Death Penalty Is Becoming Rare in Georgia

The Georgia Supreme Court heard a death penalty appeal on Monday, it’s first such case in almost two years. It has been more than four years since a Georgia jury imposed a death sentence.

The Georgia Supreme Court on Monday did something it once did on a fairly routine basis but now hardly ever does: It heard a death-penalty appeal, the Atlanta Journal-Constitution reports. It had been almost two years since the court heard such a case. It’s been more than four years since a Georgia jury imposed a death sentence. Last year, there were 39 death sentences nationwide, a dramatic drop from 295 in 1998, says the Death Penalty Information Center. Polls show the death penalty is losing public support, said Pete Skandalakis of the Prosecuting Attorneys’ Council of Georgia. That’s because people are increasingly comfortable with the sentencing option of life in prison without the possibility of parole. “That has made a huge difference,” said Skandalakis, a former prosecutor. “And when you sit down with victims’ families and discuss the process of a death-penalty case with all the pretrial hearings, then the years of appeals that follow, I have found that families like the finality of life without parole. It lets them get on with their lives.”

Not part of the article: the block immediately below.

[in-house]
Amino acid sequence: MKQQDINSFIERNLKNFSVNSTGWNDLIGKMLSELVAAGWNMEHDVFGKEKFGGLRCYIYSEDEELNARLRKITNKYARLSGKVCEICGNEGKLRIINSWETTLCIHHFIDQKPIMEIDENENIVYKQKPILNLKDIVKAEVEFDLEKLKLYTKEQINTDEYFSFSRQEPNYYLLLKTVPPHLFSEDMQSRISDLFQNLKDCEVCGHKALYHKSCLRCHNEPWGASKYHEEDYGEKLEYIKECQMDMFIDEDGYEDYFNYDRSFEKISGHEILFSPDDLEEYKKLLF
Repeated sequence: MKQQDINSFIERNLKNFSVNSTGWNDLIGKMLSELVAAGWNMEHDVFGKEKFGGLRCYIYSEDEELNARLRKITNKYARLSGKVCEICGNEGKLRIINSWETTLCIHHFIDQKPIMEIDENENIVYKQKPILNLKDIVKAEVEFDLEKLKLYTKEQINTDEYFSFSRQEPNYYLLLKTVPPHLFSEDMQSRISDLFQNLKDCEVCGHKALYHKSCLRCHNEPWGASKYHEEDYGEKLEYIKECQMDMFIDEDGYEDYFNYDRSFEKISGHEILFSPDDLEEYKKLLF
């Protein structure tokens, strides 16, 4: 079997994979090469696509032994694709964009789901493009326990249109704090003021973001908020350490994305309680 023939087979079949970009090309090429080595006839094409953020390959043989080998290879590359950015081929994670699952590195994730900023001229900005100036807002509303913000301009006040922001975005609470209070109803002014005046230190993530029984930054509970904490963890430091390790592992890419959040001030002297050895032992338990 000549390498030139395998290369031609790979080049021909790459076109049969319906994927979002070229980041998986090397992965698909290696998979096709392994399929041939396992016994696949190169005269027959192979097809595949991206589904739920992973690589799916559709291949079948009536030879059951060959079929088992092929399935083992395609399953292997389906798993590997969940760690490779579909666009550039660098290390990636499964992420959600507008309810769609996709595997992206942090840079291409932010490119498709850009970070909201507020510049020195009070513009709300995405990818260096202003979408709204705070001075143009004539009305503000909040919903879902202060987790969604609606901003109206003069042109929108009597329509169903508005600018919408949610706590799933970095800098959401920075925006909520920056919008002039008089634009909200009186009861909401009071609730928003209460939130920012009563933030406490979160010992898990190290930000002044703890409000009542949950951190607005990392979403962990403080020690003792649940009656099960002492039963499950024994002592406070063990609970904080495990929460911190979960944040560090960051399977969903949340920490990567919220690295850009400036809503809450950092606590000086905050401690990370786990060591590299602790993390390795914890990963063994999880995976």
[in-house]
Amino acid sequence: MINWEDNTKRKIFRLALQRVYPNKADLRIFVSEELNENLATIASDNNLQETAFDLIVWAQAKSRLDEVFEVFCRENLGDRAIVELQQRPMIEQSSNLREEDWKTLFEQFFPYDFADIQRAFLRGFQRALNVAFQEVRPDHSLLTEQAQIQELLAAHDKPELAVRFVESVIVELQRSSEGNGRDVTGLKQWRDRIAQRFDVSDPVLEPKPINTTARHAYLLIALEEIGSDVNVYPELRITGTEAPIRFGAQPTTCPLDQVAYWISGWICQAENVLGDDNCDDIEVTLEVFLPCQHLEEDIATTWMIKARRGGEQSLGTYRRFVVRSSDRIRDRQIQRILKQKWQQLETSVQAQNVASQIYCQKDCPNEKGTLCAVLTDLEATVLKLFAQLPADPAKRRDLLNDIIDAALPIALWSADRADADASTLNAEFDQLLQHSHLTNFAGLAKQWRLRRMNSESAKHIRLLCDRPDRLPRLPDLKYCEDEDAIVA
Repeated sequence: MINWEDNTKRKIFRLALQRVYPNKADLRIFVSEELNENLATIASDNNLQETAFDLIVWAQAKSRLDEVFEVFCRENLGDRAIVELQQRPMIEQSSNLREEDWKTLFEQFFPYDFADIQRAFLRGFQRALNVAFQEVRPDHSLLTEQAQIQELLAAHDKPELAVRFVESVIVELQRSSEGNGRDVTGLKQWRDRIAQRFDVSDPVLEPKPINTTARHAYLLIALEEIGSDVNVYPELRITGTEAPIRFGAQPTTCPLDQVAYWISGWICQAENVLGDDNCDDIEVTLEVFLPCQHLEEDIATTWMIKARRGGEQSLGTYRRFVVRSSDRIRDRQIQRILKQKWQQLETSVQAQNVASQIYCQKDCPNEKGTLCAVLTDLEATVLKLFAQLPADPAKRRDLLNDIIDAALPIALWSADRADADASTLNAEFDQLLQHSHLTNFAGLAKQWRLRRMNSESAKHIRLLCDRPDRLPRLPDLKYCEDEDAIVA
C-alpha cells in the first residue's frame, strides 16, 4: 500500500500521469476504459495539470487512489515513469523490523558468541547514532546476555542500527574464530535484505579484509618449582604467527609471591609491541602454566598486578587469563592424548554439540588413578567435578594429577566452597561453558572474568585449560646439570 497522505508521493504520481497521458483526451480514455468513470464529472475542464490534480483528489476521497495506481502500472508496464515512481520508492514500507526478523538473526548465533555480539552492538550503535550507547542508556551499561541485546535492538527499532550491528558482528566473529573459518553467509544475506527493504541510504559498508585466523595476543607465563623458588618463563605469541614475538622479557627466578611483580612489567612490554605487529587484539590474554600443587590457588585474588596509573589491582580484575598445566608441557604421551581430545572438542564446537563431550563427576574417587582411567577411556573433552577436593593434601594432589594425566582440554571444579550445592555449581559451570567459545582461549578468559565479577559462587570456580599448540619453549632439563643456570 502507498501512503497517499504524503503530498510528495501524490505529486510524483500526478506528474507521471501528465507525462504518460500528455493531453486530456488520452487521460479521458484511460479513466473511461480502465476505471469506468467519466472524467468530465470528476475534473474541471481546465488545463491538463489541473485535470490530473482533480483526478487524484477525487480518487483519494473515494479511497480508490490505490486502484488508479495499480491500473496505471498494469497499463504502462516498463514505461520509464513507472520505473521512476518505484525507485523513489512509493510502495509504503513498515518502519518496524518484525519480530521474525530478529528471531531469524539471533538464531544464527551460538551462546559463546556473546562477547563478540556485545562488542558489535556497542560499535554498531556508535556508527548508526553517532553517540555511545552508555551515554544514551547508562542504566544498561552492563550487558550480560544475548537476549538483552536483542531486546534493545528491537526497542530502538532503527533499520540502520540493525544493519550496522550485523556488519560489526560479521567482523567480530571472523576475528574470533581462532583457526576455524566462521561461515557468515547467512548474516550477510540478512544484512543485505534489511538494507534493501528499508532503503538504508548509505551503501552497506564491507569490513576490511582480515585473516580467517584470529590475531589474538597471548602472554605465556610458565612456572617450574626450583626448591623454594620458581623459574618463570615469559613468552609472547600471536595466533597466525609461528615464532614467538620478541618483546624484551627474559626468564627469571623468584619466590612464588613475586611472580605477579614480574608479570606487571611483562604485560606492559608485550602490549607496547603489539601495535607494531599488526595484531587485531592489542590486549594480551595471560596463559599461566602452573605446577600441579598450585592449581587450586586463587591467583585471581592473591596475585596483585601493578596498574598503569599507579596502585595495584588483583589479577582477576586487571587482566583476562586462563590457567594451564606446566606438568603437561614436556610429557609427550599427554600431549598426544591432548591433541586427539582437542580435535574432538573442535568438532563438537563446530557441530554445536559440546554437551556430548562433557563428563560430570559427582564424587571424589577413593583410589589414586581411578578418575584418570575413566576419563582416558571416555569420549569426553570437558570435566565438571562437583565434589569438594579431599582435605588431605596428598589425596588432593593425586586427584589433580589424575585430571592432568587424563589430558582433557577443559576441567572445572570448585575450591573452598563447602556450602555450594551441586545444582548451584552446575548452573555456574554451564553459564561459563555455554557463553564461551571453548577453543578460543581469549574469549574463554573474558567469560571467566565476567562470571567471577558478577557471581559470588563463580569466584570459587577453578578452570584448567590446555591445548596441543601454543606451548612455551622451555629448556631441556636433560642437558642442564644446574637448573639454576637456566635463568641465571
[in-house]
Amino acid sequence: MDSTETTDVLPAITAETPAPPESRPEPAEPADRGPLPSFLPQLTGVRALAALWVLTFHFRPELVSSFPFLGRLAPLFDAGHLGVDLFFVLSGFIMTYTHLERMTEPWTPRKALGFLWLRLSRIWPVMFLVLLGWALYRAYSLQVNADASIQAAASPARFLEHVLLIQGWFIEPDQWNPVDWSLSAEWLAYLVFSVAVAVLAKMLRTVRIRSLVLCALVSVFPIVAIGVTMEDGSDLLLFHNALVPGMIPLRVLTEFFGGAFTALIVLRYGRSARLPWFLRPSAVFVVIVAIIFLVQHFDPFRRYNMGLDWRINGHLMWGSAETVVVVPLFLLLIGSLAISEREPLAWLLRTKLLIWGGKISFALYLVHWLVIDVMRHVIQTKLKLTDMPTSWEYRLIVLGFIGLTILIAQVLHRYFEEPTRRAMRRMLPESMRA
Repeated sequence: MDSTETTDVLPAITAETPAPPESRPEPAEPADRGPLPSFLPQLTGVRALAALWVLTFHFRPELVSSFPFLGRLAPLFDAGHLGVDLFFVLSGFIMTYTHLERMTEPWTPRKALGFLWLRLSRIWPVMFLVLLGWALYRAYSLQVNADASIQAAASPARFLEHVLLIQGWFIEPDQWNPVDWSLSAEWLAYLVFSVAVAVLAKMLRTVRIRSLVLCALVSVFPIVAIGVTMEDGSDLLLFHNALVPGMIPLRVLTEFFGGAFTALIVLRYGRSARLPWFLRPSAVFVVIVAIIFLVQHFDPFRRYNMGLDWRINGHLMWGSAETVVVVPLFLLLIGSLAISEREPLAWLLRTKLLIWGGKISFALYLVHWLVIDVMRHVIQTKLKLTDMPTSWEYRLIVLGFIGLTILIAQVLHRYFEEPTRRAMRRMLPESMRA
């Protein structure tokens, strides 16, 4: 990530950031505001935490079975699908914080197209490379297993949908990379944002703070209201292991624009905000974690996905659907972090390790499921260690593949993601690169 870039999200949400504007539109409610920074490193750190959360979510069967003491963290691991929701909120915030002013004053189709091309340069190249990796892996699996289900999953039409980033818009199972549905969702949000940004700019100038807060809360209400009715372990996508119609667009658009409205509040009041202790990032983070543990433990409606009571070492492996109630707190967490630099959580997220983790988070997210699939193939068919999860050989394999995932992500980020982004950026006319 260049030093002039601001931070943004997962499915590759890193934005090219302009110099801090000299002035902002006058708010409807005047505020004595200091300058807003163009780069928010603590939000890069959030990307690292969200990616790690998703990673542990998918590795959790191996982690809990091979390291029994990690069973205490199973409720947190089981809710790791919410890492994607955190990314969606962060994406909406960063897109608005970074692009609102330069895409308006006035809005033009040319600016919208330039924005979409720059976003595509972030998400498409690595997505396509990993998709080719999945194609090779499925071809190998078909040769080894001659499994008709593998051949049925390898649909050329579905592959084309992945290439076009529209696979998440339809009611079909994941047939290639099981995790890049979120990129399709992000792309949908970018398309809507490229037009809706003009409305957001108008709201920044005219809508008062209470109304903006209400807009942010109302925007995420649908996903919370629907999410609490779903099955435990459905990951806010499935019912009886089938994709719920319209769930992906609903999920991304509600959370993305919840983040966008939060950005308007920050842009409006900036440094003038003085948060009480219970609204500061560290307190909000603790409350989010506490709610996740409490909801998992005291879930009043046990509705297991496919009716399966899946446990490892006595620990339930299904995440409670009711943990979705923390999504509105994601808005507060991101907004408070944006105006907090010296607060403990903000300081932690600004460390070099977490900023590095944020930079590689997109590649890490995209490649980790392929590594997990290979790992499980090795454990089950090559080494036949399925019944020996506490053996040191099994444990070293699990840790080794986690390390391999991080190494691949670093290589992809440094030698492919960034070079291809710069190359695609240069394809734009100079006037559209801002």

On Monday, the court heard an appeal from Demetrius Willis, who was sentenced to death in 2008 for three murders. His attorney asked to strike down the death penalty in Georgia on grounds it is arbitrarily imposed. “It’s just not working,” Charles Henry Frier said. Fulton County prosecutor Kevin Armstrong said there was “no basis” for Frier’s claim. Last year, the two death cases tried in Georgia involved the murder of law enforcement officers; both resulted in life-without-parole terms. More often than not, district attorneys are allowing capital defendants to enter guilty pleas in exchange for life-without-parole sentences. “It’s a self-fulfilling prophesy,” Gwinnett County District Attorney Danny Porter said. “As more and more juries give fewer death sentences, prosecutors begin to think it’s not worth the effort.”